Recent evidence from a U.S.-based study indicates that alcohol-consuming military veterans gain significant benefits from alcohol interventions specifically designed to address their unique, personal circumstances. Compared to the average person with no record of military service, the average veteran has a substantially increased chance of experiencing alcohol problems and qualifying for a diagnosis of alcohol use disorder (alcoholism and/or alcohol abuse). In a study published in May 2015 in the Journal of Studies on Alcohol and Drugs, researchers from two U.S. institutions sought to determine if veterans at risk for drinking-related harm benefit from personalized forms of alcohol intervention. These researchers found that veteran-specific interventions can substantially increase the likelihood of successfully avoiding alcohol intake.
Veterans and Alcohol
The average serviceman or servicewoman still enrolled in the military consumes alcohol more often than his or her civilian counterparts. In addition, servicemen and servicewomen have a higher rate of participation in binge drinking, which is defined by episodes of rapid alcohol consumption that produce legal drunkenness in no more than a couple of hours. Several factors may explain this situation, including a traditional association between drinking and military life, the relative lack of access to other forms of mind-altering substances while in the military and the degree to which military life entails exposure to combat and other dangerous, stress-inducing circumstances. When they leave the military, veterans often continue to drink heavily and expose themselves to significant alcohol-related harm. While a number of factors may influence veterans’ drinking behaviors, the presence of post-traumatic stress disorder (PTSD) undoubtedly plays a substantial role. In the aftermath of extended wars in Iraq and Afghanistan, large numbers of veterans have been exposed to combat, and combat exposure ranks as one of the most likely sources of PTSD. In turn, people affected by post-traumatic stress disorder have substantially heightened chances of developing serious alcohol problems, the U.S. Department of Veterans Affairs’ National Center for PTSD notes. Unfortunately, the association also works in the other direction; this means that people with alcohol problems have increased chances of developing PTSD if exposed to traumatic situations or events.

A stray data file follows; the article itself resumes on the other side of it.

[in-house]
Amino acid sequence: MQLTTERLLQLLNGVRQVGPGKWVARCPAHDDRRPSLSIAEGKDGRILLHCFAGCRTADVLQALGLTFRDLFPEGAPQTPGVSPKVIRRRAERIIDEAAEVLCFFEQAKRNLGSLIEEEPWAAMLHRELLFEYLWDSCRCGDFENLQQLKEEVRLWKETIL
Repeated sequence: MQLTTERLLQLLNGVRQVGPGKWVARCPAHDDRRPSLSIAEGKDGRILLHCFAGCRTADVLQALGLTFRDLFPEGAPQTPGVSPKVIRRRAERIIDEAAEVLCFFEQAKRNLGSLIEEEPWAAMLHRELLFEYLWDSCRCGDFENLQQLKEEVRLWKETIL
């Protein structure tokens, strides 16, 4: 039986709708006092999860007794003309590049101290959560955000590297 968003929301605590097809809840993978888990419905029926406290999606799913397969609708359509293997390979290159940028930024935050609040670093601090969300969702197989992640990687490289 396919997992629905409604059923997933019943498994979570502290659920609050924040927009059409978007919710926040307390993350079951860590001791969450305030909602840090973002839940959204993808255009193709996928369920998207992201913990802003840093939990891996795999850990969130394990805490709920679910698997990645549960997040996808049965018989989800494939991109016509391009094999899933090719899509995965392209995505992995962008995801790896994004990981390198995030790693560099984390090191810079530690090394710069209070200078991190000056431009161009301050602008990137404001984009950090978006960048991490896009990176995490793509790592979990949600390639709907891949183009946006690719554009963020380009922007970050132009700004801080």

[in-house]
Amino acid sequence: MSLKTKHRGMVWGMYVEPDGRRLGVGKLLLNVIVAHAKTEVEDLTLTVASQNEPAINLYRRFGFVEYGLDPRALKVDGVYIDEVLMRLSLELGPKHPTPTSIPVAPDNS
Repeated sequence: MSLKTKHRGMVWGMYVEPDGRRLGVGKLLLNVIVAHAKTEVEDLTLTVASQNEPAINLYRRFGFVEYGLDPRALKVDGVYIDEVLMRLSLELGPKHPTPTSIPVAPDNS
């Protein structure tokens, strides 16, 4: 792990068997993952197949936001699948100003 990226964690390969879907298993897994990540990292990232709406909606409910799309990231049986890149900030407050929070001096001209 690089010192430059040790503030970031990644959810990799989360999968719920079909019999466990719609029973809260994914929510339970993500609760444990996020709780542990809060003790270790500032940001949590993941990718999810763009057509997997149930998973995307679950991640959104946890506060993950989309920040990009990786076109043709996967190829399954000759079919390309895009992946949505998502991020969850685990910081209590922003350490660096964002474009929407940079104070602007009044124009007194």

Personalized Alcohol Interventions
An alcohol intervention is a relatively short procedure intended to help doctors and other trained practitioners identify possible indicators of current or future alcohol problems, hold useful discussions on the impact of risky drinking and make referrals to treatment resources when appropriate. Some interventions last for just a few minutes, while others require a small number of brief sessions. A personalized alcohol intervention is an intervention geared to each individual recipient rather than to the generic public. During a personalized intervention, a participant receives such things as information on the issues associated with his or her specific drinking pattern, an exploration of the social norms that help drive his or her drinking behaviors and a review of his or her history of alcohol-related harm.
Usefulness for Veterans
In the study published in the Journal of Studies on Alcohol and Drugs, researchers from the University of Missouri and Harry S. Truman Memorial Veterans’ Hospital used data drawn from 325 veterans of recent military service to gauge the effectiveness of personalized alcohol interventions geared to the individual. Half of the participating veterans received a personalized intervention, while the other half received more general information on the consequences of risky alcohol use. The members of both groups took part in follow-up sessions that examined their drinking behaviors one month and six months after receiving a personalized intervention or general information. After analyzing the results of the follow-ups, the researchers concluded that, among those veterans who continued to drink, blood-alcohol levels in the group that received personalized interventions were not significantly lower or higher than the levels found in the group that received more general alcohol-related information. However, they also concluded that, among those veterans who stopped drinking after receiving an intervention, those individuals who received a personalized intervention had higher chances of remaining alcohol-free after six months than those individuals who received a more generic intervention. The study’s authors believe their findings indicate that young military veterans may gain considerable benefits from receiving a personalized alcohol intervention, at least as long as they establish an initial pattern of alcohol abstinence. The authors specifically note the cost effectiveness of personalized brief alcohol interventions in comparison to other methods of addressing alcohol problems in veterans.